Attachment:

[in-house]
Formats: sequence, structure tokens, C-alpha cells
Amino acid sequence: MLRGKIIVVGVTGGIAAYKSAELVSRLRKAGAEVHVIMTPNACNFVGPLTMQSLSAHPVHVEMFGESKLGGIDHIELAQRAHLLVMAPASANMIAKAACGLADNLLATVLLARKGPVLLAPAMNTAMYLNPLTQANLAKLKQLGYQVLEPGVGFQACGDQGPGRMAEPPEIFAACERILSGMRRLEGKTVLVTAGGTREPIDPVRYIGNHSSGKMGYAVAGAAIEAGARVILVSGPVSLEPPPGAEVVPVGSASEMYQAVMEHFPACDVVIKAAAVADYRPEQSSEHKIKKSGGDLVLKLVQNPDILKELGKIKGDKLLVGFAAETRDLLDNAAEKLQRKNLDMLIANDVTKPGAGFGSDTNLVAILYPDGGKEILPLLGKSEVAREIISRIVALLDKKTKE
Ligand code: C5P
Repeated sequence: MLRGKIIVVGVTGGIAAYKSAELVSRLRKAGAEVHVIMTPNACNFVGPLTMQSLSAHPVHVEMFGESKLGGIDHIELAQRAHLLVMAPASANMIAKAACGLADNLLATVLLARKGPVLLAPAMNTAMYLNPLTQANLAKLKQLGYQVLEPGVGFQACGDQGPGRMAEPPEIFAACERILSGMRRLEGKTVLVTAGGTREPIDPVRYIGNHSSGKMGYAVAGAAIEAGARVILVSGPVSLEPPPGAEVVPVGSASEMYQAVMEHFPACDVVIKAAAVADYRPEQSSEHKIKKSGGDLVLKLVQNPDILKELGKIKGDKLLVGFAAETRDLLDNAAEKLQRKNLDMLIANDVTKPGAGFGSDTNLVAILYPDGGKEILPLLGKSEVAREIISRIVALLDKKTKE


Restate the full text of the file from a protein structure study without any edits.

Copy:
[in-house]
Formats: sequence, structure tokens, C-alpha cells
Amino acid sequence: MLRGKIIVVGVTGGIAAYKSAELVSRLRKAGAEVHVIMTPNACNFVGPLTMQSLSAHPVHVEMFGESKLGGIDHIELAQRAHLLVMAPASANMIAKAACGLADNLLATVLLARKGPVLLAPAMNTAMYLNPLTQANLAKLKQLGYQVLEPGVGFQACGDQGPGRMAEPPEIFAACERILSGMRRLEGKTVLVTAGGTREPIDPVRYIGNHSSGKMGYAVAGAAIEAGARVILVSGPVSLEPPPGAEVVPVGSASEMYQAVMEHFPACDVVIKAAAVADYRPEQSSEHKIKKSGGDLVLKLVQNPDILKELGKIKGDKLLVGFAAETRDLLDNAAEKLQRKNLDMLIANDVTKPGAGFGSDTNLVAILYPDGGKEILPLLGKSEVAREIISRIVALLDKKTKE
Ligand code: C5P
Repeated sequence: MLRGKIIVVGVTGGIAAYKSAELVSRLRKAGAEVHVIMTPNACNFVGPLTMQSLSAHPVHVEMFGESKLGGIDHIELAQRAHLLVMAPASANMIAKAACGLADNLLATVLLARKGPVLLAPAMNTAMYLNPLTQANLAKLKQLGYQVLEPGVGFQACGDQGPGRMAEPPEIFAACERILSGMRRLEGKTVLVTAGGTREPIDPVRYIGNHSSGKMGYAVAGAAIEAGARVILVSGPVSLEPPPGAEVVPVGSASEMYQAVMEHFPACDVVIKAAAVADYRPEQSSEHKIKKSGGDLVLKLVQNPDILKELGKIKGDKLLVGFAAETRDLLDNAAEKLQRKNLDMLIANDVTKPGAGFGSDTNLVAILYPDGGKEILPLLGKSEVAREIISRIVALLDKKTKE